Thursday, 10 June 2010

'Blockade' Movie Wins Plaudits, Few Showings

Genre: Documentary
Released: 2009
COUNTRY: Russia
DURATION: 96 min.
COLOR: color
Director: Alexander Sokurov
Writers: Ales Adamovich, M., Daniel A. Granik

Alexander Sokurov’s latest film has people reading from a book, one after another for the whole 96 minutes.
“Reading Book of Blockade” has children, soldiers, artists and actors reading true stories about the horrors of the 900-day Siege of Leningrad during World War II.
The film uses stories from “Book of Blockade,” written in the 1960s by Daniil Granin and Ales Adamovich, where they wrote down the stories of the people who survived the siege.
“It was a life-long decision … to make this film. Every citizen of St. Petersburg has at least once read the book,” Sokurov said in a written statement. “I wanted to catch the momentary impression that these real stories of enormous sufferings, cold, famine and deaths produce on our contemporaries, those who live in a safe and comfortable world and, perhaps, have never read this book and do not have the slightest idea how cruel the world could be.”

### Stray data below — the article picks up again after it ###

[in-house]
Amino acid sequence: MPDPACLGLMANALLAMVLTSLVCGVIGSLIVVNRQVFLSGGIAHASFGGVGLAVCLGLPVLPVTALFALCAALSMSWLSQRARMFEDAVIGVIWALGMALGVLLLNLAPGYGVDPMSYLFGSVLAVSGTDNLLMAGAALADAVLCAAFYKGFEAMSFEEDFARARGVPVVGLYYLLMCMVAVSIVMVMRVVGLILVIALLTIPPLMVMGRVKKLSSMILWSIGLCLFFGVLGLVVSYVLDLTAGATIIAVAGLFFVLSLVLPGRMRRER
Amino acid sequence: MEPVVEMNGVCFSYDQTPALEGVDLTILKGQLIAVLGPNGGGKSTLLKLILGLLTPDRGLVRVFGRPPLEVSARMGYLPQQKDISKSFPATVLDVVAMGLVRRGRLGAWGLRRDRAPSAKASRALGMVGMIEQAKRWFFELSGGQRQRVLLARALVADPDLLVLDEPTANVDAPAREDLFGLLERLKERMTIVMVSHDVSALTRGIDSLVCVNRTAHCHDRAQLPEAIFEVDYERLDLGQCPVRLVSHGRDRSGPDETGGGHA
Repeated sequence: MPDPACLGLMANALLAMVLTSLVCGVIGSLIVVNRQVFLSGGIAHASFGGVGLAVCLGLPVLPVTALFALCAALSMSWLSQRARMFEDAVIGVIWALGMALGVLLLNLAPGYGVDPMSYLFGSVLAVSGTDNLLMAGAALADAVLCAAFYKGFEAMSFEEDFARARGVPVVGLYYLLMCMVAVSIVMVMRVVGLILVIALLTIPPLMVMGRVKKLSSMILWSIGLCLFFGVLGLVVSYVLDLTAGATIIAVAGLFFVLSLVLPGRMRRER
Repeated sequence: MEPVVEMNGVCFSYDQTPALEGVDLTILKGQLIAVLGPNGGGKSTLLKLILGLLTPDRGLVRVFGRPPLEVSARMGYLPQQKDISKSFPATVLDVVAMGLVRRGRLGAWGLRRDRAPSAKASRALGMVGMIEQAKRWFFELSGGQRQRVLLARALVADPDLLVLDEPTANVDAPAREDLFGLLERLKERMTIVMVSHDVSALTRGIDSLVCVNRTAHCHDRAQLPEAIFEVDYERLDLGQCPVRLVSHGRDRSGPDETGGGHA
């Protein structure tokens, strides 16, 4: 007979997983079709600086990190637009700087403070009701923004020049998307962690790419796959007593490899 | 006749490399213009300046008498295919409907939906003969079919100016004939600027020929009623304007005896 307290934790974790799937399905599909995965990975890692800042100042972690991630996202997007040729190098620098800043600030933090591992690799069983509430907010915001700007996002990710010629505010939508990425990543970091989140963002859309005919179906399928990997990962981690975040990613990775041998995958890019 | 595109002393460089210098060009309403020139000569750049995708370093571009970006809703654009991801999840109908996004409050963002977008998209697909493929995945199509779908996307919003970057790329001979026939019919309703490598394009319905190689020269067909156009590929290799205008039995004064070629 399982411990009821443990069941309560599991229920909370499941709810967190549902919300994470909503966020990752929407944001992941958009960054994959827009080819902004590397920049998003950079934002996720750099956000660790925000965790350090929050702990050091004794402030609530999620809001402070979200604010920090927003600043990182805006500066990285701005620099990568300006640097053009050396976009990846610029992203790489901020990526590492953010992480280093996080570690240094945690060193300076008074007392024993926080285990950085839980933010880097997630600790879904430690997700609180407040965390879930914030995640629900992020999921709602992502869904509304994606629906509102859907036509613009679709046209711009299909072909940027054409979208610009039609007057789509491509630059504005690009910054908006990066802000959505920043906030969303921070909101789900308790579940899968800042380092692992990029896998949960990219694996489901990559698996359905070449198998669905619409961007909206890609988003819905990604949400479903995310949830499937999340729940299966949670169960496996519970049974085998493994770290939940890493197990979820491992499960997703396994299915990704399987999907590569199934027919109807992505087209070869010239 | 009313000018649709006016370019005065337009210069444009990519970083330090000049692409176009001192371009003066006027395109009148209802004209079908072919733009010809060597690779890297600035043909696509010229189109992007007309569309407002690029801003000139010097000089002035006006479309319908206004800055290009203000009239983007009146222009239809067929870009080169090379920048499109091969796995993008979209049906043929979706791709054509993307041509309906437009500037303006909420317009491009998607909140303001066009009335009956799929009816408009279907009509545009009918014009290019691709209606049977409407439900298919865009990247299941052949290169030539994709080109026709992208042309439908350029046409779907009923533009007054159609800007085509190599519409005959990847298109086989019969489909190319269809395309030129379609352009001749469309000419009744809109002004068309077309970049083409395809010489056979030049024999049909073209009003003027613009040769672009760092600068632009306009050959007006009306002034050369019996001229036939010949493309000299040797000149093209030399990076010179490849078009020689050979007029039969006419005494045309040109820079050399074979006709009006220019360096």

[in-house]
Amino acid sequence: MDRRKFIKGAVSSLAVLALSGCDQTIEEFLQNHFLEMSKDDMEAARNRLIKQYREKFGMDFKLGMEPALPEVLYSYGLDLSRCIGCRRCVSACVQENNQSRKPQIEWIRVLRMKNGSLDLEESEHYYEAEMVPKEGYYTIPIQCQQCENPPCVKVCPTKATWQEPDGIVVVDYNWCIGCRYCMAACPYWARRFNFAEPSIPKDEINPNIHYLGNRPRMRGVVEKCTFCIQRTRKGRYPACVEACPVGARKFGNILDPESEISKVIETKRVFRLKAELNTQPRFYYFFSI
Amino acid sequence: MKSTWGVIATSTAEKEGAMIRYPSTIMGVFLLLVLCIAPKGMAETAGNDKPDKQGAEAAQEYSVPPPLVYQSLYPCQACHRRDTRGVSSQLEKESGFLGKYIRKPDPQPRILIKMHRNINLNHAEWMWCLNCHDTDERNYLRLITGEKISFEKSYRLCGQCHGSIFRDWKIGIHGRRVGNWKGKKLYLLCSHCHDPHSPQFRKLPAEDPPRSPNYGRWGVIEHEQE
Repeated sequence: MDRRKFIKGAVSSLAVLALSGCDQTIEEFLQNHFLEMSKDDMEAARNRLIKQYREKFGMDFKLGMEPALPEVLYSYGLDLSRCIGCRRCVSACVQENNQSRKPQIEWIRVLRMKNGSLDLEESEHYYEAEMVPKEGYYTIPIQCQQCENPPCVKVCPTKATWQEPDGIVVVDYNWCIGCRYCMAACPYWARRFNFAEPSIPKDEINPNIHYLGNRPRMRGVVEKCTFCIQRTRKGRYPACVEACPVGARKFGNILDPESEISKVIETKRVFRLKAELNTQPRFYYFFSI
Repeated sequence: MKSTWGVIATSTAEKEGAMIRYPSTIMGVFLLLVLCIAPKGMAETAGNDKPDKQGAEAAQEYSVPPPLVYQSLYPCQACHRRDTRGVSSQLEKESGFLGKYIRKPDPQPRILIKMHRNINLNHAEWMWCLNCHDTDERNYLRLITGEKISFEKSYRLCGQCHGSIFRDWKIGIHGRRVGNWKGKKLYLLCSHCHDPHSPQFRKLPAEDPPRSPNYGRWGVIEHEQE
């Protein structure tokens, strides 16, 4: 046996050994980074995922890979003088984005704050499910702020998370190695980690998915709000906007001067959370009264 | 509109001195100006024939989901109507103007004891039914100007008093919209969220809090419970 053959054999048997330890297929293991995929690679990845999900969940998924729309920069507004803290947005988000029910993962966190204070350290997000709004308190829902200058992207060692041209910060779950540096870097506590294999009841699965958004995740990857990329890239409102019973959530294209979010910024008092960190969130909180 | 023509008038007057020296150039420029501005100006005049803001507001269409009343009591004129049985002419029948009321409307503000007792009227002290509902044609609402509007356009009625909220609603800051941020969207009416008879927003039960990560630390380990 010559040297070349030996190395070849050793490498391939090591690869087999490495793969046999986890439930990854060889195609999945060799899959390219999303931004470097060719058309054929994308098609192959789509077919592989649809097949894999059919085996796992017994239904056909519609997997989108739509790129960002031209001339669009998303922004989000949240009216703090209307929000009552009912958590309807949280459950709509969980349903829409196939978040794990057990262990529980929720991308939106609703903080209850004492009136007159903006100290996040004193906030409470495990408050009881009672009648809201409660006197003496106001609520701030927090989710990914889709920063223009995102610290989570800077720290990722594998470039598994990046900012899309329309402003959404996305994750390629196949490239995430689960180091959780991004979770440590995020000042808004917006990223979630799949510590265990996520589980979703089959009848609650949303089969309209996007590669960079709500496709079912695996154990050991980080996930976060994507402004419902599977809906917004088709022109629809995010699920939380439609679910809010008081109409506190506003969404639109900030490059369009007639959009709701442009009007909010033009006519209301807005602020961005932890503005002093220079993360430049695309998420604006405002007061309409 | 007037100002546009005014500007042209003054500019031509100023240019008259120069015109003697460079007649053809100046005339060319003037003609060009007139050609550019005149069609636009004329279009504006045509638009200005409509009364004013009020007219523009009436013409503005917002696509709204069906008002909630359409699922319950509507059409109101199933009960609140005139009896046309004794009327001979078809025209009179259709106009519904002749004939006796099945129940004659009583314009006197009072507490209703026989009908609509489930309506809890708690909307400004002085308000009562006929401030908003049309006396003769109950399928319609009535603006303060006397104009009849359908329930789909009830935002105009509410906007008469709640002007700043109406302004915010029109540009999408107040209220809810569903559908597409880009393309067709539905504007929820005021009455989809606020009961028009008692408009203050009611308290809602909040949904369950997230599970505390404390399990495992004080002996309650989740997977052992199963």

When reading, each and every person must ask him or herself how to be strong to survive and not lose honor, Sokurov said.
“While filming the reading of the book, Sokurov asked us not to act but just read the text. The book itself is incredibly strong and touching, and reading it sends you through all the unique feelings that Leningrad residents felt,” said Sergei Barkovsky, one of the actors in the film. “The movie sounds like a perfectly directed orchestra with its distinctive tone. You can’t peel yourself away from this music.”
The film has been well received by critics.
“‘Reading Book of Blockade’ is, first of all, a movie about limits and ways to overcome them,” said Konstantin Shavlovsky, deputy editor of Seance magazine. “People reading the book are barred from viewers by a glass wall with water flowing down over it. The ‘crying’ glass is not only an image of a great tragedy, but also a means of dissolving borders, between the living and the dead, between cinema and literature, between the past and the present.”
The Moscow Times

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